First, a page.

Coast Guard halts illegal charter near Tampa Bay

A Coast Guard Station St. Petersburg 29-foot Response Boat – Small boatcrew, and Coast Guard Investigative Officers board a suspected illegal charter boat near Maximo Marina, St. Petersburg, Florida, July 16, 2020. After investigation, the 33-foot boat was deemed to be operating illegally as an uninspected passenger vessel and the voyage was terminated. (U.S. Coast Guard photo by Petty Officer 2nd Class Ashley J. Johnson)

A Coast Guard Station St. Petersburg 29-foot Response Boat–Small boatcrew, and Coast Guard Investigative Officers board a suspected illegal charter boat near Maximo Marina, St. Petersburg, Florida, July 16, 2020.  (U.S. Coast Guard photo by Petty Officer 2nd Class Ashley J. Johnson)

ST. PETERSBURG, Fla. — The Coast Guard terminated an illegal charter Thursday near Maximo Marina in St. Petersburg.

A Coast Guard Station St. Petersburg 29-foot Response Boat–Small II boat crew, along with Coast Guard Investigating Officers, boarded a 33-foot boat that was operating as a bareboat charter with eight passengers for hire.

After investigation, Coast Guard officers deemed the boat was operating as an illegal uninspected passenger vessel, terminated the charter’s voyage, and escorted the boat and passengers back to Maximo Marina.

“Under a bareboat charter contract, the person who rents the charter must be given the option to hire any captain of their choosing, or operate the boat themselves,” said Brian Knapp, Senior Investigating Officer at Coast Guard Sector St. Petersburg. “If a bareboat renter is assigned a captain without any options, the bareboat charter designation no longer applies, and the boat is deemed an uninspected passenger vessel. Which is exactly what happened in this case.”

The violations include:

  1. Violation of 46 C.F.R. 176.100 (a) for not having a valid Certificate of Inspection.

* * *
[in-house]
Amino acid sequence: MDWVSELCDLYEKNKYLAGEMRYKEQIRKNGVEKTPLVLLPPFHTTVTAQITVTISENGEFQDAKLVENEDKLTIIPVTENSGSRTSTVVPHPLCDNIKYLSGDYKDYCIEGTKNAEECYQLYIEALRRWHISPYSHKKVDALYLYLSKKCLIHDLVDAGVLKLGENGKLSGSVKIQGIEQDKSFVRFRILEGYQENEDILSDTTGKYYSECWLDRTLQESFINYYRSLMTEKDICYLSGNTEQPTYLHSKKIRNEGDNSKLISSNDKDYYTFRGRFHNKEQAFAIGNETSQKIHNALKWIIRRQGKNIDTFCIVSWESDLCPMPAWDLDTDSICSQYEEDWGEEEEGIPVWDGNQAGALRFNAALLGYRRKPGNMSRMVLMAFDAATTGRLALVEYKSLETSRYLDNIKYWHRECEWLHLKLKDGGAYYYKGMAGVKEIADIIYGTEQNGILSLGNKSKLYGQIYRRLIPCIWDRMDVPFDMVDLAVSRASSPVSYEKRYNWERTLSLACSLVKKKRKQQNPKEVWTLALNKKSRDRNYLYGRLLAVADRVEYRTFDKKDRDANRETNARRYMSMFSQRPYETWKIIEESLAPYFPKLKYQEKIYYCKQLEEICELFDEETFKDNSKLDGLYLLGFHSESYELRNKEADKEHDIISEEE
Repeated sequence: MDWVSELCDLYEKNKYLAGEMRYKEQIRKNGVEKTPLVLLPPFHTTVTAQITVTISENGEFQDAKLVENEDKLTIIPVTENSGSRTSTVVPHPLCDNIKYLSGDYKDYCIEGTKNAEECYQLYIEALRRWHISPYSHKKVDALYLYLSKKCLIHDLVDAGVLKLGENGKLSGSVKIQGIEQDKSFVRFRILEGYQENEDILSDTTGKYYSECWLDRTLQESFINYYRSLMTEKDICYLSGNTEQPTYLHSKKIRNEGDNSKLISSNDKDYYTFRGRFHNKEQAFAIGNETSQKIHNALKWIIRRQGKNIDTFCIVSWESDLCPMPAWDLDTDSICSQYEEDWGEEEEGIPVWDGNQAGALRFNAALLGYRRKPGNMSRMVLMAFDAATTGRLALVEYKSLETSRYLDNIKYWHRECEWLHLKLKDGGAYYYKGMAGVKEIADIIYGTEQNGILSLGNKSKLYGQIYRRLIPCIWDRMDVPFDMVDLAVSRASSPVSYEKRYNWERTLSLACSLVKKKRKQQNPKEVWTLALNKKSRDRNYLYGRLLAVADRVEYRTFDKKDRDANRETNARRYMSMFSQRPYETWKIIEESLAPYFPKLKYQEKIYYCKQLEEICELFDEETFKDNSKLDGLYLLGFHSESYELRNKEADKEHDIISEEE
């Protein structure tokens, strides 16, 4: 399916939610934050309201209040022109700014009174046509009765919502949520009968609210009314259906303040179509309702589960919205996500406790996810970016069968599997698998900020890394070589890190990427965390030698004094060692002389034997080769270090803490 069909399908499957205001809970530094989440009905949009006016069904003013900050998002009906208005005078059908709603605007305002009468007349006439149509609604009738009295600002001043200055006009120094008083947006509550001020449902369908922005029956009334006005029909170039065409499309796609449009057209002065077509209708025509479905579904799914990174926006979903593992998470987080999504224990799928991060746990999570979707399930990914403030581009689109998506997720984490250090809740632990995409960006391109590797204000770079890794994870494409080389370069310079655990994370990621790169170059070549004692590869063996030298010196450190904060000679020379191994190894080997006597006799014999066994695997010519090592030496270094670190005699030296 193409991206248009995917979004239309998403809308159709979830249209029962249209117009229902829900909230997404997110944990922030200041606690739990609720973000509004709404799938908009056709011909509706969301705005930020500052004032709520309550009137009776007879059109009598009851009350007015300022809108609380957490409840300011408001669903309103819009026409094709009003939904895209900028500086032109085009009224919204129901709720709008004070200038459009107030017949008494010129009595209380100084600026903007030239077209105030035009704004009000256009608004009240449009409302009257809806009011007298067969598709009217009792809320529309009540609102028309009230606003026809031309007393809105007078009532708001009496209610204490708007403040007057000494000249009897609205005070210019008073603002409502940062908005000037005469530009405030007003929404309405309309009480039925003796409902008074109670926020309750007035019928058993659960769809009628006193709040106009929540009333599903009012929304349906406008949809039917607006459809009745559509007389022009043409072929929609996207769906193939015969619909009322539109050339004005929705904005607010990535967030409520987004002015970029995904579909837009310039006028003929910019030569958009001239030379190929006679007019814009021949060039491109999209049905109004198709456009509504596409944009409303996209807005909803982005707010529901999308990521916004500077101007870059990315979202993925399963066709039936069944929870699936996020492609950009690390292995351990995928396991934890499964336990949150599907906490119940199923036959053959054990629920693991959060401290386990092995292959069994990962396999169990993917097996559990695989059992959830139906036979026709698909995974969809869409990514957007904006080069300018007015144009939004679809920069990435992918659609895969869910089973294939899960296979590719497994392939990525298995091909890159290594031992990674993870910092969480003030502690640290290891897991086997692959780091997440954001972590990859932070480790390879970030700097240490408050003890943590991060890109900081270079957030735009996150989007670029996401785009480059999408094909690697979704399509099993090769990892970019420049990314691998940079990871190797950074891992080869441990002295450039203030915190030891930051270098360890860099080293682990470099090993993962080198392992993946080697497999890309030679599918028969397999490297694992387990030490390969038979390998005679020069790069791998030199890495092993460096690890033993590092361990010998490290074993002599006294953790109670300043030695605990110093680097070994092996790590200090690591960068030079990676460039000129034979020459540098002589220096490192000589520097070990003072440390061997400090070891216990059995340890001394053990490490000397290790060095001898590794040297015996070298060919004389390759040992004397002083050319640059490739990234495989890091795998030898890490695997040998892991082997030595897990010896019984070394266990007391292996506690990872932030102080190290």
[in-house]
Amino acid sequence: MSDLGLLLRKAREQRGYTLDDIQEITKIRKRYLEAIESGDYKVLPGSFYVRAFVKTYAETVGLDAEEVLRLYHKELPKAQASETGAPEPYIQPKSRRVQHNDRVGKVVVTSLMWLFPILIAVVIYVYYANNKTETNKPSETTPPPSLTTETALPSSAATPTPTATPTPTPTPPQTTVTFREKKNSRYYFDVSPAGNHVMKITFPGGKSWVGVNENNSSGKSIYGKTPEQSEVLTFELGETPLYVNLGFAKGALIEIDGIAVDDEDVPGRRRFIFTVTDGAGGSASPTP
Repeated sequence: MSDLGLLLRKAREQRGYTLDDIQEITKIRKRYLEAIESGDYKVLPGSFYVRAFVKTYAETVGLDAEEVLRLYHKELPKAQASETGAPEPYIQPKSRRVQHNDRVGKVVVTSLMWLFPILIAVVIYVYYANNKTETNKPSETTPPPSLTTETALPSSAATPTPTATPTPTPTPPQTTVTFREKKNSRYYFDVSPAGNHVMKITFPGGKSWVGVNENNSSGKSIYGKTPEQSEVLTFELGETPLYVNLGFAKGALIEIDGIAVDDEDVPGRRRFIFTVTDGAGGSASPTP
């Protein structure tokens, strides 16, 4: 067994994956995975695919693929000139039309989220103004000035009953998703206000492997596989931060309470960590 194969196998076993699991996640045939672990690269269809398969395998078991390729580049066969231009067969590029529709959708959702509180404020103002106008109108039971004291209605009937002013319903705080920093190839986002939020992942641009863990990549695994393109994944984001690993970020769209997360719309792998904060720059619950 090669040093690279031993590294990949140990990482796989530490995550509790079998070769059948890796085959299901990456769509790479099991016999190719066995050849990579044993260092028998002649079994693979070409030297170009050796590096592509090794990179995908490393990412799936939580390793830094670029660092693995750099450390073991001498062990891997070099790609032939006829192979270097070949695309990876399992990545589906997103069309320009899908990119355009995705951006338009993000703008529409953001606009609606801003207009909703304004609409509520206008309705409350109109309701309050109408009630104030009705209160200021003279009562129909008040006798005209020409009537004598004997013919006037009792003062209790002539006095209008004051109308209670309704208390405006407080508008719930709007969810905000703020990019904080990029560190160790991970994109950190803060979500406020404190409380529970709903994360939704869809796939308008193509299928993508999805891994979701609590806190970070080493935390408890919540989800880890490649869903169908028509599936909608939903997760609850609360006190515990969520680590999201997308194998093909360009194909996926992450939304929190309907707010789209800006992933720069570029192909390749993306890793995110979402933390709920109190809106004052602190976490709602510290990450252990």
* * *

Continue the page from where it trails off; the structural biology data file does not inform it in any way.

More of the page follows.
2. Violation of 46 C.F.R. 16.201 for failure to have a drug and alcohol program.
  3. Violation of 46 C.F.R. 170.120 for failure to have a valid stability letter.

Federal law requires uninspected passenger vessels carry only a maximum of six passengers for hire with a Merchant Mariner Credential. Bareboat charters, when properly applied, transfer complete ownership of a vessel to the charterer as a recreational vessel.

“We urge bareboat patrons to review and become familiar with the bareboat charter regulations before paying for a charter,” said Knapp. “Anyone paying for a trip on a traditional passenger vessel should ask to see the Merchant Mariner Credential of the boat operator to verify their captain is properly licensed by the Coast Guard. If the captain can’t produce their license, don’t get on the boat.”

Owners and operators of illegal charter vessels can face maximum civil penalties of over $50,000 for illegal passenger-for-hire operations.

“The Coast Guard aggressively investigates reports of illegal passenger vessel activity,” said Capt. Matthew Thompson, Sector Commander. “We urge anyone suspecting a vessel of violating the law to report the alleged violation to Coast Guard Sector St. Petersburg at 727-502-8720.”

Some potential fines for illegally operating a charter vessel are:

  • Up to $18,477 for failure of an inspected vessel to be under the control of an individual with the appropriate Coast Guard license.
  • Up to $7,250 for failure of operators to be enrolled in a chemical testing program.
  • Up to $4,685 for failure to provide a Coast Guard Certificate of Inspection for vessels carrying more than six passengers.
  • Up to $15,995 for failure to produce a valid Certificate of Documentation for vessels over 5 gross tons.
  • Up to $11,712 for failure to have been issued a valid Stability Letter prior to placing vessel in service with more than six passengers.

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